Fig. 2
Fig. 2

Concentration (mM) of acetate, propionate, and butyrate and total SCFAs in feces from infants whose mothers received IAP (IAP; n = 18) and those whose mothers did not (noIAP; n = 22)

Effect of feeding habits on the impact of IAP upon the infant intestinal microbiota composition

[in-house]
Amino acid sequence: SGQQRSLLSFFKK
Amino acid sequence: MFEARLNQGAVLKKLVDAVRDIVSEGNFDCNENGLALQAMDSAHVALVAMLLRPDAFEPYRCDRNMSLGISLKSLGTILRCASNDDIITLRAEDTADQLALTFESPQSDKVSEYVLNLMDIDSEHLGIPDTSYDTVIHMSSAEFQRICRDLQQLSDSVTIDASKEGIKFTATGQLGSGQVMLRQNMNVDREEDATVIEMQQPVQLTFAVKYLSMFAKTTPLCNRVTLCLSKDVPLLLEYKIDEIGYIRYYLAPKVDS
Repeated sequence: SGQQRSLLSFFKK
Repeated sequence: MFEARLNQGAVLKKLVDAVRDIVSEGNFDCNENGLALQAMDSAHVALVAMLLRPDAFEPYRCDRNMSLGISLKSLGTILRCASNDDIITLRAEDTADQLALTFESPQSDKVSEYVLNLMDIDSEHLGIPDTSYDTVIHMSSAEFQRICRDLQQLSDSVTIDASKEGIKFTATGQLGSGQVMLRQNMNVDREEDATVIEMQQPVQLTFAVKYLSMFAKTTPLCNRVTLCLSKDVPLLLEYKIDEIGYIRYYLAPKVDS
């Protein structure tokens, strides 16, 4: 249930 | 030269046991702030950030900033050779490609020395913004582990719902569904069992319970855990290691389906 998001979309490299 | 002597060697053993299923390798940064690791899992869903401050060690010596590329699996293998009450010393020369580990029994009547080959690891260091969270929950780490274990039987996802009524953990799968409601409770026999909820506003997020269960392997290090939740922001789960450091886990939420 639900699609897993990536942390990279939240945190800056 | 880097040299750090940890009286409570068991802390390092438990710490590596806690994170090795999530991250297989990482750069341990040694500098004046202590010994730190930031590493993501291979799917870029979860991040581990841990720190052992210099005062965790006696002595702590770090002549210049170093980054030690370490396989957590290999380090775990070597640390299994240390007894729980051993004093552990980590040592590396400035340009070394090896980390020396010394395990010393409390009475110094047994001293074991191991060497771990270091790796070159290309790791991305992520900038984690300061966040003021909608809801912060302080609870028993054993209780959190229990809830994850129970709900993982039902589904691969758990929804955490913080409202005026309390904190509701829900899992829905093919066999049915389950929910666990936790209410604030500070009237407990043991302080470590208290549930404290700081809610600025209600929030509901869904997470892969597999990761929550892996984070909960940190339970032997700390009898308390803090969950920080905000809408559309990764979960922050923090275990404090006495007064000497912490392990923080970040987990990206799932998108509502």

To assess the potential influence of the infant feeding habits upon the observed effects of IAP on the establishing infant gut microbiota, we compared the data obtained for the exclusively breast-fed babies with those for formula-fed ones, both in mothers receiving and not receiving IAP. The results showed differences in the microbiota depending on the infant feeding habits as well as differential responses to IAP between both infant groups (Additional file 5: Table S2). Exclusively breast-fed infants not exposed to IAP showed higher levels of Bacteroidetes all along the study and lower early levels of Proteobacteria than unexposed formula-fed ones. Interestingly, regardless of IAP exposure, lower levels of Actinobacteria were observed in formula-fed newborns during early days life, but this trend changed afterwards with formula-fed infants showing higher levels after 1 month of age. Similarly, Verrucomicrobia levels were higher in the formula-fed group at the end of the study (90 days of age).